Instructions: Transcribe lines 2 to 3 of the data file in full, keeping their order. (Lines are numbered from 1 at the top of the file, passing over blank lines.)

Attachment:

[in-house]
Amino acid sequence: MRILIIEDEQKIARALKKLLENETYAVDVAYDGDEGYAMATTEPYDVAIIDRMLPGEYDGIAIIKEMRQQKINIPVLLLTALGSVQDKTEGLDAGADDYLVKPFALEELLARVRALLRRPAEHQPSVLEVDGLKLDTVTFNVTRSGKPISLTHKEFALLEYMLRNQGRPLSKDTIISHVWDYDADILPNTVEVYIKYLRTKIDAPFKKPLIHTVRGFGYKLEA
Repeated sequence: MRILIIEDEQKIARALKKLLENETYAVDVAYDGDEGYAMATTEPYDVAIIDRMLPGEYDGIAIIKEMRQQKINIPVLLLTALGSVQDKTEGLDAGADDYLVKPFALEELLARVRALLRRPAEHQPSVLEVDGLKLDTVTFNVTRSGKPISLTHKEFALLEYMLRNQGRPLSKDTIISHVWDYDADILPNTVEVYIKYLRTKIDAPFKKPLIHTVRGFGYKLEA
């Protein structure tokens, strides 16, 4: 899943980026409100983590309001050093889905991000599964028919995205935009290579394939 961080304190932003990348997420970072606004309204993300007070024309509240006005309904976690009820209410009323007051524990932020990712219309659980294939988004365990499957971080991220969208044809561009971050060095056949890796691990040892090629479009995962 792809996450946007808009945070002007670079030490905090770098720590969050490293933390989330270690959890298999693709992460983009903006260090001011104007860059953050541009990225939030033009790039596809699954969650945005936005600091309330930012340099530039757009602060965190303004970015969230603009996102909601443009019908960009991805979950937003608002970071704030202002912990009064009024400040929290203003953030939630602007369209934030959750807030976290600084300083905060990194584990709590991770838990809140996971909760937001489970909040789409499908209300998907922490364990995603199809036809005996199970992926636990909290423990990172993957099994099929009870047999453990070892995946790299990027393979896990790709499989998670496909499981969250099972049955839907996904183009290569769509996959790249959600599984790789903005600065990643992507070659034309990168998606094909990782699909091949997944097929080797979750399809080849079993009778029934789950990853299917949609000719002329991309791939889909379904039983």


Amino acid sequence: MRILIIEDEQKIARALKKLLENETYAVDVAYDGDEGYAMATTEPYDVAIIDRMLPGEYDGIAIIKEMRQQKINIPVLLLTALGSVQDKTEGLDAGADDYLVKPFALEELLARVRALLRRPAEHQPSVLEVDGLKLDTVTFNVTRSGKPISLTHKEFALLEYMLRNQGRPLSKDTIISHVWDYDADILPNTVEVYIKYLRTKIDAPFKKPLIHTVRGFGYKLEA
Repeated sequence: MRILIIEDEQKIARALKKLLENETYAVDVAYDGDEGYAMATTEPYDVAIIDRMLPGEYDGIAIIKEMRQQKINIPVLLLTALGSVQDKTEGLDAGADDYLVKPFALEELLARVRALLRRPAEHQPSVLEVDGLKLDTVTFNVTRSGKPISLTHKEFALLEYMLRNQGRPLSKDTIISHVWDYDADILPNTVEVYIKYLRTKIDAPFKKPLIHTVRGFGYKLEA